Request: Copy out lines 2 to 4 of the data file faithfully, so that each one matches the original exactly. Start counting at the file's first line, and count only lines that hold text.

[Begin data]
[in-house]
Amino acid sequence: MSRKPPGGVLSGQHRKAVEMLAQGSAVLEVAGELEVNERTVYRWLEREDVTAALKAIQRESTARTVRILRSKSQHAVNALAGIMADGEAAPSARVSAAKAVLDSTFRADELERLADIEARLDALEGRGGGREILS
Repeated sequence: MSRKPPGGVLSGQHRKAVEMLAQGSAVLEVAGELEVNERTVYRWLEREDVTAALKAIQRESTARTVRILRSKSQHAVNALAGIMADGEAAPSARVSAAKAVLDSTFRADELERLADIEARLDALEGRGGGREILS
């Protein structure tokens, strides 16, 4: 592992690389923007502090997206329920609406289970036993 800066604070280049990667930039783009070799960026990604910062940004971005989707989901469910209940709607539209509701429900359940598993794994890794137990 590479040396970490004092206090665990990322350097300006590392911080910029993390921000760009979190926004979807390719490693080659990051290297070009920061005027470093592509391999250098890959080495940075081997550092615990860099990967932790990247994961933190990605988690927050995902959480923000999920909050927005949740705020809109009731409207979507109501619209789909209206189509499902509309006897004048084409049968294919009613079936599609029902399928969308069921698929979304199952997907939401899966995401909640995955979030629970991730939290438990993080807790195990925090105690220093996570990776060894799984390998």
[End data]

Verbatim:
Amino acid sequence: MSRKPPGGVLSGQHRKAVEMLAQGSAVLEVAGELEVNERTVYRWLEREDVTAALKAIQRESTARTVRILRSKSQHAVNALAGIMADGEAAPSARVSAAKAVLDSTFRADELERLADIEARLDALEGRGGGREILS
Repeated sequence: MSRKPPGGVLSGQHRKAVEMLAQGSAVLEVAGELEVNERTVYRWLEREDVTAALKAIQRESTARTVRILRSKSQHAVNALAGIMADGEAAPSARVSAAKAVLDSTFRADELERLADIEARLDALEGRGGGREILS
């Protein structure tokens, strides 16, 4: 592992690389923007502090997206329920609406289970036993 800066604070280049990667930039783009070799960026990604910062940004971005989707989901469910209940709607539209509701429900359940598993794994890794137990 590479040396970490004092206090665990990322350097300006590392911080910029993390921000760009979190926004979807390719490693080659990051290297070009920061005027470093592509391999250098890959080495940075081997550092615990860099990967932790990247994961933190990605988690927050995902959480923000999920909050927005949740705020809109009731409207979507109501619209789909209206189509499902509309006897004048084409049968294919009613079936599609029902399928969308069921698929979304199952997907939401899966995401909640995955979030629970991730939290438990993080807790195990925090105690220093996570990776060894799984390998």